Why point to a "track record" that "pretty much speaks for itself" when your team has gone from an NBA Finals appearance in 2009 to a mediocre team 2 1/2 years later with a franchise player that refuses to sign a contract extension while demanding a trade out of town? Why point to that track record when the player in question, Dwight Howard, wasn't even drafted by you?

The oddest bit, which I didn't include in the quote block, includes a reference to Smith's family being a target of … threats? It's hard to tell. Here's Smith:

Smith: No, just all the comments. Just because I don't read it, that doesn't necessary mean that they don't or aren't threatened by it.

Sentinel: When you say "threatened," you don't mean physically?

Smith: I've gotten those, too.

Sentinel: You have. But not your family?

Smith: No, I've gotten those, too.

Sentinel: What do you do in those cases? Do you call the police?

Smith: I just have to be a little extra cautious and let those around me know that the threat is there. But I don't concern myself with it.

Are "fans" in the Orlando area so obsessed with a team like the Magic that they're making threatening phone calls or sending nasty letters to Smith's family? Or is he referring to Internet comment sections on newspaper websites or message boards?

Because, if the latter is the case, then those sorts of threats are in place for just about every public figure out there. From a staff writer cobbling together a "five ways to make the best tuna salad" post to the coach of whatever team just lost an NFL playoff game to a presidential candidate. Stuck behind the wall of anonymity, Internet losers tough guys are everywhere, commenting away. A writer covering a low-end college football team for a small paper or website you've never heard of gets the same grief.

And it'd be easier to know just who Smith was talking about if he bothered to admit that he clearly "reads it." We're not attempting to make light of the morons who have more than definitely gotten weirdly in touch with Smith or his family just because he hasn't found a shooting guard to their liking, but if people are messing with Smith's family? Let's have it out, so we can start going after these morons.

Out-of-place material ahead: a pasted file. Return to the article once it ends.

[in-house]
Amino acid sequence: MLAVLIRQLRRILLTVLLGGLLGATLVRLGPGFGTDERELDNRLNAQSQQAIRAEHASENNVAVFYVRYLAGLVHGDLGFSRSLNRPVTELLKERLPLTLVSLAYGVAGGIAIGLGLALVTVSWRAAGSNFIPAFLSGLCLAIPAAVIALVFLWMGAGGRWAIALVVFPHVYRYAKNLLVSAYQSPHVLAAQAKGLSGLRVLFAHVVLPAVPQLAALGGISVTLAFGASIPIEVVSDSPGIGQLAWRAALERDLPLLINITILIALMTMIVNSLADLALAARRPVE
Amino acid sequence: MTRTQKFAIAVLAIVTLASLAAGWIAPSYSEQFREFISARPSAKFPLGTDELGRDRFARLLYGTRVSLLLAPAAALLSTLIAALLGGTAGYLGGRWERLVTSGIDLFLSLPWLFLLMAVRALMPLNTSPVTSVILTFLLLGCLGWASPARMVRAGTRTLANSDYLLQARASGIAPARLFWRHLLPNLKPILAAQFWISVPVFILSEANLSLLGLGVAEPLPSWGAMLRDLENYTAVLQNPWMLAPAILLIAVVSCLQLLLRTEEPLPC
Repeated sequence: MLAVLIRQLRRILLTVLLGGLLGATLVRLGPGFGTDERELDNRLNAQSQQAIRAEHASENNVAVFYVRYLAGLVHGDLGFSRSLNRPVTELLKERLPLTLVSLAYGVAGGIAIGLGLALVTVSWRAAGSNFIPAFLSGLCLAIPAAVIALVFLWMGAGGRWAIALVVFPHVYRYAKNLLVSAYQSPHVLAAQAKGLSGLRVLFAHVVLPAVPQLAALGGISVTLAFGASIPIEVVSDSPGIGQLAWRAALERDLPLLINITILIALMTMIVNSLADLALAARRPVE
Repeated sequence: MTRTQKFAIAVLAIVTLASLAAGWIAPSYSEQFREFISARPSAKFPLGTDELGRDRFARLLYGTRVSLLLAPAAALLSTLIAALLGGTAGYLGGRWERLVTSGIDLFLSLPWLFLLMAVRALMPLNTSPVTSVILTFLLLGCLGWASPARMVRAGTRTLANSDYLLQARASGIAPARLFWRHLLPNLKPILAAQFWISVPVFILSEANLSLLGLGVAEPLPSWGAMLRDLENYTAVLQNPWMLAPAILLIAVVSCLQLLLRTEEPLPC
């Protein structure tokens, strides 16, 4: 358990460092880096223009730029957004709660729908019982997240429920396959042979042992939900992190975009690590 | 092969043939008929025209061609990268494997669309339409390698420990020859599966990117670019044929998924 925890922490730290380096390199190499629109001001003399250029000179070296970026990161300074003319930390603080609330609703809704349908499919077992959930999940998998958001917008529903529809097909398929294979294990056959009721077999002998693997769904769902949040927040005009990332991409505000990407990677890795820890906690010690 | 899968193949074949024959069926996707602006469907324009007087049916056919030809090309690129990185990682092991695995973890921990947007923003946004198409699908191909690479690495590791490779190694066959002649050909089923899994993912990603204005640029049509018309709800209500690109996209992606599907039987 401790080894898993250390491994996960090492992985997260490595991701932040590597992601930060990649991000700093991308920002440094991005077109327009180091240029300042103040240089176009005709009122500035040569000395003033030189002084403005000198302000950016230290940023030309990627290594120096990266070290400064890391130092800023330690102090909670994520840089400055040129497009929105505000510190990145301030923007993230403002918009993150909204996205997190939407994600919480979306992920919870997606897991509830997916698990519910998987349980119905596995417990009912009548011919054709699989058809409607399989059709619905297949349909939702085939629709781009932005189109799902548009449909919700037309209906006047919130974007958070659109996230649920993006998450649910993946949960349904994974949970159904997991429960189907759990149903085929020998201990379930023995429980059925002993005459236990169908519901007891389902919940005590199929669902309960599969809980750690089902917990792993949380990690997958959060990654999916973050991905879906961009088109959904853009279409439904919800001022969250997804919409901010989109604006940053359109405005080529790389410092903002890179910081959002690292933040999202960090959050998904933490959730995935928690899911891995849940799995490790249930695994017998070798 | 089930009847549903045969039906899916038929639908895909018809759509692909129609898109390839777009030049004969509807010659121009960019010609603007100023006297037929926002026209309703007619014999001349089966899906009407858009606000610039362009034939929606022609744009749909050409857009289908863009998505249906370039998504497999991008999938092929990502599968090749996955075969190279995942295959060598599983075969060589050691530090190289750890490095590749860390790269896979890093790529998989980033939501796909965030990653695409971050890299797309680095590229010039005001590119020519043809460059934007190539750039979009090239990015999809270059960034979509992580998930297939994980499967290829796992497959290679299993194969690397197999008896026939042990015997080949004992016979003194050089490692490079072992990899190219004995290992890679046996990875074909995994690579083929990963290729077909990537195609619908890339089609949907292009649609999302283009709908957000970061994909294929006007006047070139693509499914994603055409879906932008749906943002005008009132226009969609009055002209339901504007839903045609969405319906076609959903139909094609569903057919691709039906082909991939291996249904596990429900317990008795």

Smith hasn't had a good run in Orlando. His attempt to turn Rashard Lewis into a max-level superstar and dalliances with Vince Carter and Gilbert Arenas have more than frustrated Magic fans. And though it's nice to see Orlando coach Stan Van Gundy finally playing Smith acquisition Ryan Anderson, you get the feeling (based on Smith's past moves) that he treated Anderson more as a throw-in during the 2009 deal that acquired the scoring forward more than he treated him as the centerpiece his per-minute numbers suggested he should be.

Stuck with precious little trading options for Dwight Howard, Smith and the Magic have decided to forge forward in the hopes that Howard sticks around this summer once he becomes a free agent, which is an incredibly risky move. Players that issue trade demands don't really tend to re-sign with teams once they're allowed to go elsewhere a few months removed from that trade demand; so even if Smith's trading options are unremarkable, he's still playing a likely unsatisfying game by hanging on to a player he's bound to lose with no compensation returning.

Sadly for Magic fans, this fits nicely with how Smith has run the team over the last five years. In spite of the team's Finals appearance and continued playoff run.

At least he's going on record during this meltdown. Even if he's not making a whole lot of sense.